Thursday, August 16, 2012

Sporting Events vs. Sporting Goods

Click to enlarge.

May 7, 2012
No end to US obesity epidemic, forecast shows

Severe obesity will double by 2030, when 11 percent of adults will be nearly 100 pounds overweight, or more, concluded the research led by Duke University.

When Gluttony Ruled!

Roman decadence is vividly portrayed in ancient literary sources and in depictions on vessels, frescoes, and mosaics. Feasting was a significant part of Roman society, so much so that satires were written mocking the frivolity of such affairs. Augustus (r. 27 B.C.-A.D. 14) attempted to control public and private gluttony by enforcing severe laws against extravagant menus or exorbitant spending for such events. But mere laws could not stifle the desire for delicacies and extravagant eating, especially among the elite of Roman society. The very people who established these laws were the first ones to break them!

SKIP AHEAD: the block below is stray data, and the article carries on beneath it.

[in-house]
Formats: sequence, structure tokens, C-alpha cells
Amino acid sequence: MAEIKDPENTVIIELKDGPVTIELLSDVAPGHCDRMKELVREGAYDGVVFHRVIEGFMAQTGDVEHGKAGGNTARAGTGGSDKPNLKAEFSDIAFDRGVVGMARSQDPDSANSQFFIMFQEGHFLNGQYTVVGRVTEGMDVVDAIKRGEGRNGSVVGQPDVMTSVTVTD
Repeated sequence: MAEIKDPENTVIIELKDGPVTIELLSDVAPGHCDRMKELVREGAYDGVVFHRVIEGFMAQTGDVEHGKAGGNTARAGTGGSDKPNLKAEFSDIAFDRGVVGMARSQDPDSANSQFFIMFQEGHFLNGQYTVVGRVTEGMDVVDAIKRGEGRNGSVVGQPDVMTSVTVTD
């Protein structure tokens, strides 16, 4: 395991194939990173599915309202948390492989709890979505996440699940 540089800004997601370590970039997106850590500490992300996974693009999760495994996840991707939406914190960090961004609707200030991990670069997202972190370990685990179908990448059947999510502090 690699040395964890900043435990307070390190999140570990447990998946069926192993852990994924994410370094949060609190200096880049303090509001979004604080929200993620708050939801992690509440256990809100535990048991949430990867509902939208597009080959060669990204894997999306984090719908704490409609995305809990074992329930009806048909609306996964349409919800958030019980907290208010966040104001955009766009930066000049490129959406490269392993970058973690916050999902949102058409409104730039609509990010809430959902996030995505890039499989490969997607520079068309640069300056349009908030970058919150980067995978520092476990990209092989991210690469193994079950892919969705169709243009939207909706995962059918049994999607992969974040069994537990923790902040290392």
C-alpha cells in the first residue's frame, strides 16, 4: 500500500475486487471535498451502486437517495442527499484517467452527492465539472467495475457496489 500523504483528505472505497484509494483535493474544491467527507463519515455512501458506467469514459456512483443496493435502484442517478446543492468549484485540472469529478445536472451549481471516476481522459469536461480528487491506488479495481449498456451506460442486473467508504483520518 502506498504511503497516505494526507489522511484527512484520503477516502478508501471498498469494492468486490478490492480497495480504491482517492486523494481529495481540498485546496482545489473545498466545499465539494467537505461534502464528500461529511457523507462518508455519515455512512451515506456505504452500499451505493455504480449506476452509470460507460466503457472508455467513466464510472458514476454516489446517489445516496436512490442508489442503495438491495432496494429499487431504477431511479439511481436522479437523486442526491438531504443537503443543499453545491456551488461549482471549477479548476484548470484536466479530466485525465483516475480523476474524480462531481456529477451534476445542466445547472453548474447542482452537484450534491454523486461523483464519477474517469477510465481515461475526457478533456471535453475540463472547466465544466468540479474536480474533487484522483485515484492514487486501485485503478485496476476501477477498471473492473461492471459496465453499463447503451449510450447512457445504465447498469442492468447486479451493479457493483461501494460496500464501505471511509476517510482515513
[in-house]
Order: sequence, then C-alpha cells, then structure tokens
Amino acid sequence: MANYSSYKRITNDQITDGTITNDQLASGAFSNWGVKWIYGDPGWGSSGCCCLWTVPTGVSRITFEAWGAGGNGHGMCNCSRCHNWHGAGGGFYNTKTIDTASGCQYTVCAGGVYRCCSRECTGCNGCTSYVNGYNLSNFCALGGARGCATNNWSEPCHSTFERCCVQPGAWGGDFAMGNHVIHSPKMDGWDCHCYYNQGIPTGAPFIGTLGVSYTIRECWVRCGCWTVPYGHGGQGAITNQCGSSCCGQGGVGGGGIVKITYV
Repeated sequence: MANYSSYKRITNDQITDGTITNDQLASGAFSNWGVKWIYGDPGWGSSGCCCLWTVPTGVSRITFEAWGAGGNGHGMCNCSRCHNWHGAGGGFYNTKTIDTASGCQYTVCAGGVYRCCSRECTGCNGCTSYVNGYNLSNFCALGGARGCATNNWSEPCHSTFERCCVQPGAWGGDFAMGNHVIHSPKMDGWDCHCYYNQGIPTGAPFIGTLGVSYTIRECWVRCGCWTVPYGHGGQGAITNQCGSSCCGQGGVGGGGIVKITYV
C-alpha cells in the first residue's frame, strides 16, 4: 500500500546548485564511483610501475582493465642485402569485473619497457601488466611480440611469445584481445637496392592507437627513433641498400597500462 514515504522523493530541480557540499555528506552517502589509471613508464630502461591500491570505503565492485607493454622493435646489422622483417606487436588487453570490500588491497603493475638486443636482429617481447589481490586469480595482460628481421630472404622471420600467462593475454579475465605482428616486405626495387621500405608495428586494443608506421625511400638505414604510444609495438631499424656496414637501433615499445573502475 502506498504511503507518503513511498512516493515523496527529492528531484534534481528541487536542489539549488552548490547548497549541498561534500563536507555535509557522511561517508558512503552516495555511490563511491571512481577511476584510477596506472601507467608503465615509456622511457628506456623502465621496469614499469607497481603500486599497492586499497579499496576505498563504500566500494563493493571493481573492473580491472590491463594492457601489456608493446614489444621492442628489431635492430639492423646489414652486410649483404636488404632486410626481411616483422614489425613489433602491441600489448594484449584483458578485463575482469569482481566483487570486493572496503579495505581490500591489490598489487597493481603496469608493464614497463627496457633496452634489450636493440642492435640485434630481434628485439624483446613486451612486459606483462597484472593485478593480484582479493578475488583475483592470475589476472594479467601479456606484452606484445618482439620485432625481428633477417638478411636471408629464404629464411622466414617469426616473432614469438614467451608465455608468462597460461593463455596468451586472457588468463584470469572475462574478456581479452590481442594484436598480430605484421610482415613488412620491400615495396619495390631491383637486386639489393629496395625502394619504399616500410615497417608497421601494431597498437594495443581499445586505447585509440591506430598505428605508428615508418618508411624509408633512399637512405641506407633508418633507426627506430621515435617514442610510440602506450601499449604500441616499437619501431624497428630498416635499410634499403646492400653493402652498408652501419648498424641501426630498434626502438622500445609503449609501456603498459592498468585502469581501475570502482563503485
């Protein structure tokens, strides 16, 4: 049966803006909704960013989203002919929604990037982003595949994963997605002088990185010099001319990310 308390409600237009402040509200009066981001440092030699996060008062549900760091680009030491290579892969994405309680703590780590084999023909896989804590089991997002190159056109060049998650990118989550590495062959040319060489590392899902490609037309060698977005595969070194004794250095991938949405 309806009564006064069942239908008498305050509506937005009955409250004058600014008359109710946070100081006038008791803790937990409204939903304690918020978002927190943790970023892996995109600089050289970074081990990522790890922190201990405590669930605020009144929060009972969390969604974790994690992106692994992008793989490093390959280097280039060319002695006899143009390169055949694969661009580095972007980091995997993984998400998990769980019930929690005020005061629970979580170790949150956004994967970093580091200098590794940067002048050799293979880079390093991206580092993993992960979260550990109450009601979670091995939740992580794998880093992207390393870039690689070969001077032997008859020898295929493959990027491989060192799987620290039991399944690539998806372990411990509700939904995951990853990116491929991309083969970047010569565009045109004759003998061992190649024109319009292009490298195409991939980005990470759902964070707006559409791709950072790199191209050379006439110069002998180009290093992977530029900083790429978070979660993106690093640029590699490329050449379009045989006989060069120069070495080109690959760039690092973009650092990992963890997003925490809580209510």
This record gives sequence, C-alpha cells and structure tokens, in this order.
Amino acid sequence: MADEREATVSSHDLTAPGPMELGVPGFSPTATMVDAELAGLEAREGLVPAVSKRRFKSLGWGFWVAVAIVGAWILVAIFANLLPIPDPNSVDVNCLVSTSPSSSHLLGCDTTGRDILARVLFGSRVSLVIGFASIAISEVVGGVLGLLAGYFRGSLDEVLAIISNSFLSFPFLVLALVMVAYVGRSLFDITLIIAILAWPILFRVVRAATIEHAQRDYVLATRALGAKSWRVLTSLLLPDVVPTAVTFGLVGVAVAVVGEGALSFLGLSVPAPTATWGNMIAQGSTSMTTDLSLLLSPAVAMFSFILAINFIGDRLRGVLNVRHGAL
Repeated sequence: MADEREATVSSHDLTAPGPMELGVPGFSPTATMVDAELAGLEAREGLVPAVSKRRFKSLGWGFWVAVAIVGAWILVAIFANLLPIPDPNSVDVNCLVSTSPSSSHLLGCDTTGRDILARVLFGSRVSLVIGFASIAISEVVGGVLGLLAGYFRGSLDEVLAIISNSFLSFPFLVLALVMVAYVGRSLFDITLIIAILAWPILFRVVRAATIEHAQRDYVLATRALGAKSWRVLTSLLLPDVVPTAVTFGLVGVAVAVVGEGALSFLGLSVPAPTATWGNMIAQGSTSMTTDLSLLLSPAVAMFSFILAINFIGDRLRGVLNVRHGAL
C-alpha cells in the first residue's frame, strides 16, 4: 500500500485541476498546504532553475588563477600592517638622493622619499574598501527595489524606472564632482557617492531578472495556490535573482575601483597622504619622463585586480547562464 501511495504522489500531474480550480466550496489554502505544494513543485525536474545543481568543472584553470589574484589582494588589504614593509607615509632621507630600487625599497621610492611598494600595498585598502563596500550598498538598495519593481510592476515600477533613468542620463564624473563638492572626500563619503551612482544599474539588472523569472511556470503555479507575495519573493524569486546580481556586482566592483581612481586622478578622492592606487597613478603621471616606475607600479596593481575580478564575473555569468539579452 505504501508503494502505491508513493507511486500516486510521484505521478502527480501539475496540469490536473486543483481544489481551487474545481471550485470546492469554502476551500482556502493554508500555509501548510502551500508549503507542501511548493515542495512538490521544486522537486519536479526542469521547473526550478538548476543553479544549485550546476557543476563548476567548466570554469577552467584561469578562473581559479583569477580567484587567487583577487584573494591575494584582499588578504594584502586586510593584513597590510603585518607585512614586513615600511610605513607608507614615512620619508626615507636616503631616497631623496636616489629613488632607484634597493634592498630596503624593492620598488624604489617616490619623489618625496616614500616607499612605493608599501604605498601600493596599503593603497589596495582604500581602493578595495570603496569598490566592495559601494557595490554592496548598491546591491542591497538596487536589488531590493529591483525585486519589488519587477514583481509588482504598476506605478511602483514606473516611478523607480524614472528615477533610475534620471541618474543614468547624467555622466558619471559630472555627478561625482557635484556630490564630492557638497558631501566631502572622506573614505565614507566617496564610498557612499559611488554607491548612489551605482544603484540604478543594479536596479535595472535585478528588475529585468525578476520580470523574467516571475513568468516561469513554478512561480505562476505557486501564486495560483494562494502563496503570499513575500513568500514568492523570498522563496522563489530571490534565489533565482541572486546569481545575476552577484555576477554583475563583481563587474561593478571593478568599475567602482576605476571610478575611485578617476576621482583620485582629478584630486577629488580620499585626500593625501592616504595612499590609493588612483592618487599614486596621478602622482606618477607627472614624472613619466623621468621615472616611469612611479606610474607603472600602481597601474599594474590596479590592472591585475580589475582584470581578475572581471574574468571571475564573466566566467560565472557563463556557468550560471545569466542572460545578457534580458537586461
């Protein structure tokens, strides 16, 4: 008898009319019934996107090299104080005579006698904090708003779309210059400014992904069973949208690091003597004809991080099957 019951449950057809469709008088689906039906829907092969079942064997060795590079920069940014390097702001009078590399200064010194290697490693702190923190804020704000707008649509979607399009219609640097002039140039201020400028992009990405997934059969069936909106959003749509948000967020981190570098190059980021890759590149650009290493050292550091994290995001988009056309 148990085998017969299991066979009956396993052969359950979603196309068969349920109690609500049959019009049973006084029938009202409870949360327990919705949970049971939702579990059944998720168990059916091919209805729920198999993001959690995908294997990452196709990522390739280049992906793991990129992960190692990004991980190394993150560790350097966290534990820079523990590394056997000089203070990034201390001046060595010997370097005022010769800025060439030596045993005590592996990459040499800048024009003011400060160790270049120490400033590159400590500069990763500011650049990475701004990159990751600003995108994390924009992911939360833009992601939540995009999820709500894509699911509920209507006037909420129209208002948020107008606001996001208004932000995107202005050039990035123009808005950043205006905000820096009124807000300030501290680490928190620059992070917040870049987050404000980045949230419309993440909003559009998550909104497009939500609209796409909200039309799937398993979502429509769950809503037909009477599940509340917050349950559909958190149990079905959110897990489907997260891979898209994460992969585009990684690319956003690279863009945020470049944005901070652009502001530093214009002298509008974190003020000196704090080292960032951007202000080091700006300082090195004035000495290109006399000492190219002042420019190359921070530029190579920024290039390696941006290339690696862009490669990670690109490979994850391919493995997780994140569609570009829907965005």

The Roman Gladiator

After the slave revolt of Spartacus in 73 BC, the State assumed greater control of public games (ludi), and large numbers of gladiators were trained in imperial schools. (Interestingly, ludus means "game" and "school," because both required imitation and repetition.) Under the tutelage of a manager (lanista), a troupe (familia) of gladiators could be sold or hired out, and many were retained privately by politicians and wealthy citizens as bodyguards, especially in times of civil unrest.

This could never happen here of course. This isn't Rome; this is America!

Source Data:
BLS: Inflation & Prices Database


Mr Slippery said...

Roman decadence is vividly portrayed in ancient literary sources

It is also vividly portrayed in the future, only robots do it better. Behold the hedonism bot compilation.

Stagflationary Mark said...

Mr Slippery,


1. Gain 100 extra pounds.
2. Lose one's job to a robot.

Gallows humor. Sigh.

shanecastane said...
This comment has been removed by the author.